A-Bolt magazines are metal with a leaf spring and a stacked alternating cartridge design. The magazine snaps into a hinged floorplate.
The X-Bolt has four screws per base while the A-Bolt has two. In theory with four screws per base it will give you a more solid mounting for your rifle scope.
Both rifles are made in Browning's Miroku Japan Factory and Miroku is know for making good rifle barrels.
Both rifles have recessed muzzle crowns to prevent damage to the rifling at the tip of the muzzle.
Both my X-Bolt and my A-Bolts have been bedded with free floating barrels. The X-Bolt was bedded at both the recoil lug at the end of the barrel and at the back of the action. I have not had to do anything with bedding to get my barrels free floated, they're bedded and free floated right out of the box.
Both the X-Bolt and A-Bolt Composite stocks have a right hand palm swell which not only feels nice but also helps with a more comfortable alignment for your index finger and the trigger.
The X-Bolt has a recoil pad that is designed to deflect the stock down and away from your face. The A-Bolt has a hard rubber recoil pad. In fact I don't really think it could be called a recoil pad, it's more like a black rubber eraser.
Most of the X-Bolt line currently has more of a Euro styling in the stock where the A-Bolt has a more traditional lines and checkering.
I believe the X-Bolt is lighter but, upon reviewing browning.com it appears that a comparable A-Bolt to X-Bolt has the A-Bolt at about 2 ounces lighter than the X-Bolt??? I really think it should be the other way around. I'll see if I can get two comparable models and weigh them myself to see.
I own a couple of A-Bolt rifles and an X-Bolt and really like all of them. If push were to come to shove I would chose the X-Bolt over the A-Bolt. Mainly because of the trigger, the bolt unlock button and the magazine's cartridge shoulder "bumpers".
When the X-Bolt was first introduced I had a bad taste in my mouth about the "plastic" magazine. I thought it should be metal but now that I have an X-Bolt I am very happy with the plastic magazine and can see how it is a better material for the task. The plastic provides a very smooth surface for the cartridges to slide along, self lubricating is one way I have heard it described and the plastic is actually stronger in my opinion. Could you imagine standing on a X-Bolt plastic magazine and a metal A-Bolt magazine or better yet driving a truck over the two? The A-Bolt metal magazine would get all bent out of shape and the X-Bolt plastic magazine would be just fine.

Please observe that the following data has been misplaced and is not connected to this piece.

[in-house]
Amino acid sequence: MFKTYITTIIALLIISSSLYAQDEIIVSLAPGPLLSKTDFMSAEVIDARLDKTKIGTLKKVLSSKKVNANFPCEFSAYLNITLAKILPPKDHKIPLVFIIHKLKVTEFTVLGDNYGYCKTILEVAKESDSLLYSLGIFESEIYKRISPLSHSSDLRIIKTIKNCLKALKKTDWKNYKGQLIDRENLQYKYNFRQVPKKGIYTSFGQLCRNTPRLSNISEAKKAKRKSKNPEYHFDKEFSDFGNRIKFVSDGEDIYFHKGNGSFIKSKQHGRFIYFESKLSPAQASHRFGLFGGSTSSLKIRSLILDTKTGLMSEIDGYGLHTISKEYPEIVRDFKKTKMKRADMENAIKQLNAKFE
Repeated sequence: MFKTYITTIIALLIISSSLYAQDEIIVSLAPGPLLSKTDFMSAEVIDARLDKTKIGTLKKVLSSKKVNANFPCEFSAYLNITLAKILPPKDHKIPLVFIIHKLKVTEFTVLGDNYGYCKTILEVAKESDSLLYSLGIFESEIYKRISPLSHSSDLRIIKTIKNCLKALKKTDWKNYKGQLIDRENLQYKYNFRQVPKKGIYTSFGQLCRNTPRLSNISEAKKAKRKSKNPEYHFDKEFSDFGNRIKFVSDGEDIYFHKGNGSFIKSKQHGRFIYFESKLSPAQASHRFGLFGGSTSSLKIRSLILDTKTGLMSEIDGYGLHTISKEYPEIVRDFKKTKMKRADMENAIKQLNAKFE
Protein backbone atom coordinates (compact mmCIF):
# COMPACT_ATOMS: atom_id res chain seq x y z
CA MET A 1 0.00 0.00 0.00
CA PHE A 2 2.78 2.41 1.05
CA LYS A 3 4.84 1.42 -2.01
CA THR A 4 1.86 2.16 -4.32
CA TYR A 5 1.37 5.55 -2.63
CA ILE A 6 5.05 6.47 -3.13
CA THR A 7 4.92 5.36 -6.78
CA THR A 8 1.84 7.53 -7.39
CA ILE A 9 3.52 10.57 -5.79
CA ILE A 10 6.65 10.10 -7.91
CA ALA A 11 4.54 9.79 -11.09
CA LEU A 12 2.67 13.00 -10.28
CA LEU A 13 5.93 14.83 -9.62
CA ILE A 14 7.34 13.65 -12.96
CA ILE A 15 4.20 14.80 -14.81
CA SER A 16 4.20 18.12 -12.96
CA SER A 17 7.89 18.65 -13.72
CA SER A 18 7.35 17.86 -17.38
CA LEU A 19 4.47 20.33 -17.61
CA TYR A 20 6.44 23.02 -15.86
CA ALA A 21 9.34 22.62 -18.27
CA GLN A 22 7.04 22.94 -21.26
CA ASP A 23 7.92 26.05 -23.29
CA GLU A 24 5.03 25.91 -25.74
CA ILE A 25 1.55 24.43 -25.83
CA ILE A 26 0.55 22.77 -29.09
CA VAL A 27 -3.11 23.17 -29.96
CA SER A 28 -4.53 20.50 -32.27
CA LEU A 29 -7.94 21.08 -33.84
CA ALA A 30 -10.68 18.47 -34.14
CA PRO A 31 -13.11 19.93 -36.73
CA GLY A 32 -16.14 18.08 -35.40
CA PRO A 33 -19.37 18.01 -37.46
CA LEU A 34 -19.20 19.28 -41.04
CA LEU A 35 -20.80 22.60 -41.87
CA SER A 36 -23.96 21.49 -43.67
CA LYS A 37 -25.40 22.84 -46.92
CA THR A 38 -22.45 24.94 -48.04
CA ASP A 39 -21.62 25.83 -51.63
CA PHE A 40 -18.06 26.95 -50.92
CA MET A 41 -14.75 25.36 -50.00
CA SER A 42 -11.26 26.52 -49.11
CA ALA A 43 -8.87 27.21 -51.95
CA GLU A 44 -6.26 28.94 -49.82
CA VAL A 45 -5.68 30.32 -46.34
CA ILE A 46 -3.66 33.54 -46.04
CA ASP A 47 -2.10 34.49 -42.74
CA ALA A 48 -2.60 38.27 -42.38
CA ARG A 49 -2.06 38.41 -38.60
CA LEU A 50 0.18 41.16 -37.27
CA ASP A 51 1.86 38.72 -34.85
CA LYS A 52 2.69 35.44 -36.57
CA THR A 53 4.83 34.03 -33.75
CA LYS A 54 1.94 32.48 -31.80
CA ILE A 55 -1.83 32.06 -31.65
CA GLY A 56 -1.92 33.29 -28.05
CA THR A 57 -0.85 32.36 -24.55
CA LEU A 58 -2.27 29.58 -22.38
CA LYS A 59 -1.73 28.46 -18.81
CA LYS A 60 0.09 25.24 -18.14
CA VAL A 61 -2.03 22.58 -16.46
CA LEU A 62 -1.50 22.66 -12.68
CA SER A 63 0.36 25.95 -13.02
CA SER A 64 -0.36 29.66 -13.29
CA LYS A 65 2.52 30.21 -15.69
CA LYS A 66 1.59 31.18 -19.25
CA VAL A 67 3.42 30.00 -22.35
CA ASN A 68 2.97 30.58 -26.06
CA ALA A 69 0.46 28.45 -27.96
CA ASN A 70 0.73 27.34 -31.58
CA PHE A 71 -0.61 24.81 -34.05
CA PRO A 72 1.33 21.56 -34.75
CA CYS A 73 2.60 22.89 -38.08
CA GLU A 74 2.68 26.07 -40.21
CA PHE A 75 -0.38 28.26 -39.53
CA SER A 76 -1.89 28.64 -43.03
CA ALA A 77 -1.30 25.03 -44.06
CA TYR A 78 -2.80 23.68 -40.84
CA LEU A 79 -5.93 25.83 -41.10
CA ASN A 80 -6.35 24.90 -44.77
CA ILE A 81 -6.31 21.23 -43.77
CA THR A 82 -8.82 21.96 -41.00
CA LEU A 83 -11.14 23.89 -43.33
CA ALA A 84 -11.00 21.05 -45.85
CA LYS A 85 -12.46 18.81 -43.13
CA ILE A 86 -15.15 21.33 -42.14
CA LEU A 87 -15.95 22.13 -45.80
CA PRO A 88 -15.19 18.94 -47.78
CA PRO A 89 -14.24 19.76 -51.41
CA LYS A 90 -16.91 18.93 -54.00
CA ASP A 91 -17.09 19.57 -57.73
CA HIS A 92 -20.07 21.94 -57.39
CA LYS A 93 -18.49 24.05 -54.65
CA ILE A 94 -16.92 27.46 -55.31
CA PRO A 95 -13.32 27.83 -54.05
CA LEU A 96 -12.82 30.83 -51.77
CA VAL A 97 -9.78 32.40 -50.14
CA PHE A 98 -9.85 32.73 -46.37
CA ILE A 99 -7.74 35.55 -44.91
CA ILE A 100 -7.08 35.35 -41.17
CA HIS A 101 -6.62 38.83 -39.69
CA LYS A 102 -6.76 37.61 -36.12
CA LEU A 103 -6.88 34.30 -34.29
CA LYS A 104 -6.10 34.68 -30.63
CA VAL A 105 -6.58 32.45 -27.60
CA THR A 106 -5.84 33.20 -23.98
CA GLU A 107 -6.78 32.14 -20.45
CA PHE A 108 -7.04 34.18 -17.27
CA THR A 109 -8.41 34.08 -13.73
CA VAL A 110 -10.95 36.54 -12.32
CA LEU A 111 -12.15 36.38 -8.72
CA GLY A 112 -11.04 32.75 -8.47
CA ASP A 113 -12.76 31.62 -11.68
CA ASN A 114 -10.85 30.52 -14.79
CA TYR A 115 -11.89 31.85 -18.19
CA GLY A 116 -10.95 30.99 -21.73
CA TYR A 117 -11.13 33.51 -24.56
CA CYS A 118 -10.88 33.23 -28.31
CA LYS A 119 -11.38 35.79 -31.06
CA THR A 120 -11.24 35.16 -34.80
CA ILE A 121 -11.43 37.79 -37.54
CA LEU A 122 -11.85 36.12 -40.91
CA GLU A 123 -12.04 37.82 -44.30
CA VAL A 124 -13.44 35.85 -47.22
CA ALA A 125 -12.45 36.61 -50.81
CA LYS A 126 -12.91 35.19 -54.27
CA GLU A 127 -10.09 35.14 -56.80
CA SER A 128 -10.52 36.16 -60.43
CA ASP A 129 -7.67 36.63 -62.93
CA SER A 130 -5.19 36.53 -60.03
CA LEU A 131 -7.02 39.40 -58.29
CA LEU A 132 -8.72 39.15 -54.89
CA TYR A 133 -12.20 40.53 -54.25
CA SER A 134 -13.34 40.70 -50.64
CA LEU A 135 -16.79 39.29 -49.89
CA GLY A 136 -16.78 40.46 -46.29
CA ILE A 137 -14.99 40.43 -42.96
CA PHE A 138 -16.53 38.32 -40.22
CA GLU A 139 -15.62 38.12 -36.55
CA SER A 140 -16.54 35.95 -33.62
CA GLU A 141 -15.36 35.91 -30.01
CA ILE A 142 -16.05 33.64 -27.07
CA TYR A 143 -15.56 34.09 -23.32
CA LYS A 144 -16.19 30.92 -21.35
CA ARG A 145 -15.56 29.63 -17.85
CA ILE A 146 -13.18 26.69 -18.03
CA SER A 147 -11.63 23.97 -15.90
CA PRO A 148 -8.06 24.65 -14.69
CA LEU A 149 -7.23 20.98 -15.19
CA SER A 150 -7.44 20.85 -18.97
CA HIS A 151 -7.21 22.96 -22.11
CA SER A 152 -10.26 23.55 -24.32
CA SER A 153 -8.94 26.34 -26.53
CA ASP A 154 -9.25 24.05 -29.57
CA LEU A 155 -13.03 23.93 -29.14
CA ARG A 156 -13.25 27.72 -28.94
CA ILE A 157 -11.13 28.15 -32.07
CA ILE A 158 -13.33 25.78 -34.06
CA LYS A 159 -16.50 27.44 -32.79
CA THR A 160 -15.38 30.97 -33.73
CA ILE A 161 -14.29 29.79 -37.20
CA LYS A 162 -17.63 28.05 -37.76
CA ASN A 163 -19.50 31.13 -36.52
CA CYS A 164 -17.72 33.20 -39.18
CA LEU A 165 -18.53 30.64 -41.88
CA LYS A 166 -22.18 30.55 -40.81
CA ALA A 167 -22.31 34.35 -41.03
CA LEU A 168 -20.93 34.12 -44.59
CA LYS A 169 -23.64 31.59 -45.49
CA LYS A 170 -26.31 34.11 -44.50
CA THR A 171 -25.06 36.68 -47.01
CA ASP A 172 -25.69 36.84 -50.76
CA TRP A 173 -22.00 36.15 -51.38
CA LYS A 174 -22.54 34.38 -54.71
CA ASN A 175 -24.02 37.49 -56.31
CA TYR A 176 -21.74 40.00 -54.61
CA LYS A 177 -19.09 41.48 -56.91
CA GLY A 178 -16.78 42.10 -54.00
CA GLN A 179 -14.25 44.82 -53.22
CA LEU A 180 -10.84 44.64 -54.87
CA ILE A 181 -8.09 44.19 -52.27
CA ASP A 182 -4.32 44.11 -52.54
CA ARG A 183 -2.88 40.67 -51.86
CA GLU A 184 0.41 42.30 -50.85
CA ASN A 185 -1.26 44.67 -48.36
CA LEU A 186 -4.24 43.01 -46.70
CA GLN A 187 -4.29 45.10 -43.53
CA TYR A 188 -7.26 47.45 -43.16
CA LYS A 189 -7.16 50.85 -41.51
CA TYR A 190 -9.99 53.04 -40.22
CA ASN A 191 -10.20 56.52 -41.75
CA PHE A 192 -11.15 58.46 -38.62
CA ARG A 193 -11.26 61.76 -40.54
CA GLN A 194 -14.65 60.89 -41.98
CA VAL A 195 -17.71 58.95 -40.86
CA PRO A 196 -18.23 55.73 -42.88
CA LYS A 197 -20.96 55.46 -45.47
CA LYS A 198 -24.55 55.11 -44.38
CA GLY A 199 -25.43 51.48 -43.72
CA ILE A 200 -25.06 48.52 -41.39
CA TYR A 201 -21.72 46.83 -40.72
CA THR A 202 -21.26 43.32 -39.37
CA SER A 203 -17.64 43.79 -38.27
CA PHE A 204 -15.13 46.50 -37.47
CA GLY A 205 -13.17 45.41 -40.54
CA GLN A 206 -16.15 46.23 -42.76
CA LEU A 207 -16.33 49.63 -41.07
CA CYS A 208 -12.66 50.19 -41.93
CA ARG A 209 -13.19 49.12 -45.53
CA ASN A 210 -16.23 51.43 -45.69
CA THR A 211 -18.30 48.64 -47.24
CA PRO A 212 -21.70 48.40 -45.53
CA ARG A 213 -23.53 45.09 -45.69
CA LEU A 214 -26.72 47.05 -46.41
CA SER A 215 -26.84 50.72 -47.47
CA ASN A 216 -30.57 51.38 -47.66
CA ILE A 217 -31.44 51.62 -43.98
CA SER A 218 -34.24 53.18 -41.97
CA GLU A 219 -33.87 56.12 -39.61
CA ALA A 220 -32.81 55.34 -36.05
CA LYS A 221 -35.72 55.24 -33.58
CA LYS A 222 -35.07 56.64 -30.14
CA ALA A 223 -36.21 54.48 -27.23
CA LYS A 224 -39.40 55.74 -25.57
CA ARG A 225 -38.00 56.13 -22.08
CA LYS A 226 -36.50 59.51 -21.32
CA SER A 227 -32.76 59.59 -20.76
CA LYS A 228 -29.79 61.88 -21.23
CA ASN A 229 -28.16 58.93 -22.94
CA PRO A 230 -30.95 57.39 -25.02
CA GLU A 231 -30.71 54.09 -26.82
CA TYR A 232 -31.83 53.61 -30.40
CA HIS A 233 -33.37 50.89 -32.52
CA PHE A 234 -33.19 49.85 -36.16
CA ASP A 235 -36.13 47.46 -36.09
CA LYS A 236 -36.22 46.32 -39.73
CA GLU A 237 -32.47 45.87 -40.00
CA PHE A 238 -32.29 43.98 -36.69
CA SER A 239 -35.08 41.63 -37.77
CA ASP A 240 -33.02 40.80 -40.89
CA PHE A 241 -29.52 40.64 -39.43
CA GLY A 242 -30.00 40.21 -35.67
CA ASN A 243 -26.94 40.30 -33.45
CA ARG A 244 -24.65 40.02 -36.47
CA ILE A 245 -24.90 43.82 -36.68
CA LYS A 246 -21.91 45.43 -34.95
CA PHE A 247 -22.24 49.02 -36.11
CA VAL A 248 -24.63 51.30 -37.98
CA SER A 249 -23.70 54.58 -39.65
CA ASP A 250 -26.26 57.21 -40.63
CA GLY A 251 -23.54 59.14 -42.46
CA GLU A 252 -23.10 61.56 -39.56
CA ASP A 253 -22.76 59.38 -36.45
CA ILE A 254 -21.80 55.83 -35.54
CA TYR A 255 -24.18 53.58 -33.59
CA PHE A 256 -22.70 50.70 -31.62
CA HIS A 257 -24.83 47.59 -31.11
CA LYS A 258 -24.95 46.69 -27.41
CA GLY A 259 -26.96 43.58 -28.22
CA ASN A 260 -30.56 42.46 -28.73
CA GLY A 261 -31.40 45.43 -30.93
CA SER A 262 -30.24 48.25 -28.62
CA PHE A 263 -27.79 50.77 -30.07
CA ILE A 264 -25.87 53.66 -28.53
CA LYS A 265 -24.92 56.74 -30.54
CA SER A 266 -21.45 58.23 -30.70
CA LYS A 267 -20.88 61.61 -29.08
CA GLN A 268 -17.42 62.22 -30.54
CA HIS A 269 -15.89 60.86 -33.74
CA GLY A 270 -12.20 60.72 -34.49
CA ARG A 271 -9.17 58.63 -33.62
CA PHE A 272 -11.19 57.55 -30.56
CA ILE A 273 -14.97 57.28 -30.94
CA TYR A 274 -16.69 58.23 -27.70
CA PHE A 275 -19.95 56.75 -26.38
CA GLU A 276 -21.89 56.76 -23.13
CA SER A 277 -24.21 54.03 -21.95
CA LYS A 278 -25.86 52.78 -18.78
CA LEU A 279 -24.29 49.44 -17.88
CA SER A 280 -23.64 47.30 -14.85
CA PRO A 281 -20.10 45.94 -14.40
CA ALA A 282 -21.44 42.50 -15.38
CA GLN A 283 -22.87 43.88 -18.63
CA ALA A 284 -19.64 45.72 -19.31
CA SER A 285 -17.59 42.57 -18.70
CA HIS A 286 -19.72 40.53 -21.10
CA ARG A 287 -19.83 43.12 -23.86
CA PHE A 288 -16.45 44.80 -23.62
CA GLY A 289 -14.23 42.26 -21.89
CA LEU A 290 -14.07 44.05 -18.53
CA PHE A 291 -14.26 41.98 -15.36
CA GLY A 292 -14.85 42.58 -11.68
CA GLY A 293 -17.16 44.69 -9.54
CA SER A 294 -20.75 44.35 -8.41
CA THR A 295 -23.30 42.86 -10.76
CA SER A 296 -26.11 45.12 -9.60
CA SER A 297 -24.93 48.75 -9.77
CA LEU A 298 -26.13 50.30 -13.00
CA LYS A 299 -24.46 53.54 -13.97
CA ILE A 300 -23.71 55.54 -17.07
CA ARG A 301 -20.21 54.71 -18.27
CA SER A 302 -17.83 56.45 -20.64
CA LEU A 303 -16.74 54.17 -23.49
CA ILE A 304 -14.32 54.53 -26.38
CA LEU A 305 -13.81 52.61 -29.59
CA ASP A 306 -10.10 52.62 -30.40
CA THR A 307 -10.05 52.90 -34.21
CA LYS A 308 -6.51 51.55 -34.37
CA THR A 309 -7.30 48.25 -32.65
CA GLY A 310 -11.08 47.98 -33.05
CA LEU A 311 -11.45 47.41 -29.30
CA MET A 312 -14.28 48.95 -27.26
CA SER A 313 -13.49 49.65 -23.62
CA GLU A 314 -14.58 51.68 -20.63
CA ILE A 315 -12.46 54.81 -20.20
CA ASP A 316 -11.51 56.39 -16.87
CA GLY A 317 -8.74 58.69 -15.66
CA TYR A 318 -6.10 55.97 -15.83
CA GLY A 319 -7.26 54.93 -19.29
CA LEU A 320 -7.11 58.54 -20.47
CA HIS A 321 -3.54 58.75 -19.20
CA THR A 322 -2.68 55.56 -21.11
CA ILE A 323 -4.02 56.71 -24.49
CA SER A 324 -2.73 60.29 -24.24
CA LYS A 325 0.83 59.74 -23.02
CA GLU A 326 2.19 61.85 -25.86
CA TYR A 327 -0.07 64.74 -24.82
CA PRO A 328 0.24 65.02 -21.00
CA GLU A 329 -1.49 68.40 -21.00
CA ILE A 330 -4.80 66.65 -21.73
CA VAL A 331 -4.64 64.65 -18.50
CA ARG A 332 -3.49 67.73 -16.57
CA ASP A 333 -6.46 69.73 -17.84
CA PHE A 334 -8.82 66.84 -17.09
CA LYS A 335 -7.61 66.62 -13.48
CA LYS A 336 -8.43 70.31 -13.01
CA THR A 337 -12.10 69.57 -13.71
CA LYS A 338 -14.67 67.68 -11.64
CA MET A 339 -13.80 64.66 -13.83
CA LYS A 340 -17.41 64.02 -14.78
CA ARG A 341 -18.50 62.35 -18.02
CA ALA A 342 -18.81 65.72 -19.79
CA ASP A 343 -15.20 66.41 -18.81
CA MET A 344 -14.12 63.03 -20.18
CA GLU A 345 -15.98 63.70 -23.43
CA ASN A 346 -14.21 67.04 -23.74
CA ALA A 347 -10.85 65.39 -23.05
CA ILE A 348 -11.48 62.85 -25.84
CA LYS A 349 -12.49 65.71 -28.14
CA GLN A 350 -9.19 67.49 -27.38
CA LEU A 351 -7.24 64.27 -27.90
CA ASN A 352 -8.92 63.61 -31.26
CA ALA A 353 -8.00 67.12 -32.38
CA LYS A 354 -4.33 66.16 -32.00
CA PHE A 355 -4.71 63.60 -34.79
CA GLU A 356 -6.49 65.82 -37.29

Now when shooting off the bench the A-Bolt is easier to single feed a cartridge by opening the action and just placing/setting the cartridge in on top of the magazine and then just close the bolt. The X-Bolt's magazine protrudes up higher into the open action thus when you single feed a cartridge you have to push it forward near the chamber with your fingers before attempting to close the bolt... so for shooting off the bench on the range or on a varmint hunt, I like the A-Bolt better. Now for big game hunting I prefer the ultra smooth feeding straight into the chamber X-Bolt magazine system.
The X-Bolt has been designed with a sleeker lower profile than the A-Bolt. One problem this can create is with shell ejection using a scope that has a long windage turret and the short, fat WSM cartridges. The long turret, WSM combination can prevent shells from ejecting from the X-Bolt.
I get great out-of-the-box accuracy with my A-Bolt rifles and my new X-Bolt's accuracy has also been great. However out-of-the-box I think the X-Bolt could give a little better accuracy because of the trigger, not that the A-Bolt trigger is bad but I think the X-Bolt's trigger is even better. I do wish that the X-Bolt came in a Super Short action with a bolt and magazine to handle a 243 WSSM but alas it doesn't. :(
- X-Bolt vs AB3 (A-Bolt III) Comparison
- Read about the Accuracy of my new X-Bolt 270 WSM on it's first trip to the range.
- View photos of the drilled and tapped X-Bolt receiver in my article titled: Setting Up The Nikon Monarch 4-16x42SF BDC Rifle Scope On My X-Bolt
- See my thoughts and solutions on X-Bolt shell ejection problems with rifle scopes that have long windage turrets
- 2013 setting up my X-Bolt with a 20 MOA picatinny rail and Vortex Viper HS LR rifle scope.